Inclusion Is Not a ‘Special Interest’, It’s the Gospel.

Cartoon picture of two children, one using a wheelchair , the other has a hearing aid. They are dancing together.

It is International Day of Persons with Disabilities today

“Let us work together for the full and equal participation of persons with disabilities in an inclusive and sustainable world that embraces humanity in all its diversity.” Ban Ki-moon.

I usually blog about this day. But I didn’t know what to write.

I’ve had my fill of being recognised more for my disability than my ministry – because I am more than my disability.

So…. I looked for an article in the main stream Christian press to share instead, and so far – I’ve found nothing. To me, a disabled person, this silence says a lot.

This is a day where I desperately want to be positive. I hate taking the ‘ranty’ and negative ground. Being ranty achieves nothing. Plus, there are shining beacons of light in churches across the country where people with disabilities are more than just included – they ‘belong’. My own church being one – a place where I am loved, safe and accepted.

But many of our national churches and Christian organisations – including the press, could be doing so much more. And what better opportunity for the Christian press to raise awareness!

When I challenge about there being little engagement on the subject, I am told the it is not ‘mainstream’ enough. With 1 in 5 people experiencing disability, how main stream do you want it to be?! (And I’m not just talking about those born with a disability, but also those who have become disabled through illness or accident – whether temporarily or permanently)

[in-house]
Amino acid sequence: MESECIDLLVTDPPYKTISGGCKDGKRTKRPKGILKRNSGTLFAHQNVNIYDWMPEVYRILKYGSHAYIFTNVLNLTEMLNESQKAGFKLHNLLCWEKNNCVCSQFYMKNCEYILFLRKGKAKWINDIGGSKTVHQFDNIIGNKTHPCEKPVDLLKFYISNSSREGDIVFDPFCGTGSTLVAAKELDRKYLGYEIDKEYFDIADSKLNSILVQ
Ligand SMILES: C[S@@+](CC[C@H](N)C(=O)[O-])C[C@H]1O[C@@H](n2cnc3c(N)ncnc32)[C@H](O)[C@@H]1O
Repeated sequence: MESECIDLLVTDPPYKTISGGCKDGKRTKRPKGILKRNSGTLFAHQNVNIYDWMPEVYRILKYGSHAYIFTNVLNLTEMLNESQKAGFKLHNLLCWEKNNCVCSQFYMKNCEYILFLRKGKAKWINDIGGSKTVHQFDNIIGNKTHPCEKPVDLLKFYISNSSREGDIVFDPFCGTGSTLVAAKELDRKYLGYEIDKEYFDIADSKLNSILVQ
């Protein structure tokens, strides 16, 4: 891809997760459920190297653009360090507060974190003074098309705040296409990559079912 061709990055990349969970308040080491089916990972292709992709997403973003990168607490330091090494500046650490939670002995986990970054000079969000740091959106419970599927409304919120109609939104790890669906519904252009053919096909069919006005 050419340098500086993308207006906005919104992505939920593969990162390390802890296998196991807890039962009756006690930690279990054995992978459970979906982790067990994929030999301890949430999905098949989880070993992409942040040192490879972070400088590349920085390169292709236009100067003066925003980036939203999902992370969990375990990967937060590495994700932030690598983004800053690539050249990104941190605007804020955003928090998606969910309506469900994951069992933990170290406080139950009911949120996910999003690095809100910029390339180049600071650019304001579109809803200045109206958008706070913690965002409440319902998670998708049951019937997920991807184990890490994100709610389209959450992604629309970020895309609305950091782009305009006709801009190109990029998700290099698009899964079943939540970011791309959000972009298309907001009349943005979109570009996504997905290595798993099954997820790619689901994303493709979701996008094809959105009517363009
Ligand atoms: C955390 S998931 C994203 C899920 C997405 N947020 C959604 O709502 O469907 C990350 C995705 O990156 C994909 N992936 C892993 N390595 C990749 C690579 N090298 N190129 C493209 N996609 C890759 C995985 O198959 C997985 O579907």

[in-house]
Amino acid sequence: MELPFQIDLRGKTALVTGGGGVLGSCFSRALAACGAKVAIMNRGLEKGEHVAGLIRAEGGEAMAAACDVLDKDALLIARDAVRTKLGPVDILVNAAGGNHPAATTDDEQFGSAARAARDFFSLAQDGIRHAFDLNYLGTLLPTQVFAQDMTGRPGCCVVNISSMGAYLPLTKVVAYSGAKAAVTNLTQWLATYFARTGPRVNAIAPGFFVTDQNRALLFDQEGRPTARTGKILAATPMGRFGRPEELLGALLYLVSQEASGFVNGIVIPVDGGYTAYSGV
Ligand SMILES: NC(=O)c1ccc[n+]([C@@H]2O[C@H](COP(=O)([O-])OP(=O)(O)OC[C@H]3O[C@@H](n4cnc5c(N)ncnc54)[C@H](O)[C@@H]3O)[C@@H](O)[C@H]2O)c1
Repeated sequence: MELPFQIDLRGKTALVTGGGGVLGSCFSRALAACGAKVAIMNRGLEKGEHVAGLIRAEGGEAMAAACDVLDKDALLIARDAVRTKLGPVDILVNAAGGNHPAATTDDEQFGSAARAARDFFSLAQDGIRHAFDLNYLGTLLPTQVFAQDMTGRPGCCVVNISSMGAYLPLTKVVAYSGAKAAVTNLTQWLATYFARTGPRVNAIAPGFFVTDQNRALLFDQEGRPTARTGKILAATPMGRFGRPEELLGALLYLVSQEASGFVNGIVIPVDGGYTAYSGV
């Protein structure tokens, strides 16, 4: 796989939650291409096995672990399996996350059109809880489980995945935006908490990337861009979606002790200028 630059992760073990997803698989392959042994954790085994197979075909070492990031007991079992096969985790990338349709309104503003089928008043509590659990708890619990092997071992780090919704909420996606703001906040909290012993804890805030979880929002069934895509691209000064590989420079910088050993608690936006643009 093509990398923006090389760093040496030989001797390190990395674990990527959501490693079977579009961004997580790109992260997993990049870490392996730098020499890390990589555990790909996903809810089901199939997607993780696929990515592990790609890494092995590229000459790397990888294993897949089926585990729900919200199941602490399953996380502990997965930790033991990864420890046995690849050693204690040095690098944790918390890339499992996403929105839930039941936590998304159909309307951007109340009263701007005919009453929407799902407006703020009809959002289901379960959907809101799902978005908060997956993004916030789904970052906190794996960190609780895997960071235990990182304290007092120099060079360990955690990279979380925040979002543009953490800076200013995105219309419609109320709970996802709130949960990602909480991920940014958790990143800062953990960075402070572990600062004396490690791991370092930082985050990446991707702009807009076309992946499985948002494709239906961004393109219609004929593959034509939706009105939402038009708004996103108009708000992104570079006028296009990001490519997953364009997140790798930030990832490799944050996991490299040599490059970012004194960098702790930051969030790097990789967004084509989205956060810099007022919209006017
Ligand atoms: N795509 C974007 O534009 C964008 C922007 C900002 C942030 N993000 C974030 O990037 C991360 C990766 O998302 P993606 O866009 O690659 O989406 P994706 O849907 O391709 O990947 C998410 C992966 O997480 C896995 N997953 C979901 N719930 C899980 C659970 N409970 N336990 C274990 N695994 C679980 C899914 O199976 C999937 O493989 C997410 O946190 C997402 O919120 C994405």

Here’s a couple of quotes from the ‘No Limits’ (Enabling Church) conference:

“Disabled people are not defined by their disability. But by the character of God.”

“Inclusion is not a ‘special interest’, it’s the Gospel”

There were many more great quotes from the day, but these two make a great point.

Engaging with this subject within our faith communities is of gospel importance. It’s not just a policy, and it’s actually much more than inclusion. This is about people with disabilities feeling as though they ‘belong’.

It’s more than providing physical access, it about discipleship, it’s about developing ministry, it’s opening up all areas of church life, facilitating worship and service. It’s about ‘attitude’.

I recently wrote an article for a great organisation who take the whole subject of inclusion and belonging seriously. It was put on their Facebook page, the title asking a rhetorical question about ‘your’ church being accessible. There was one comment. ‘NOPE’

I long for a day when all those with disabilities and additional needs can write ‘YES’.

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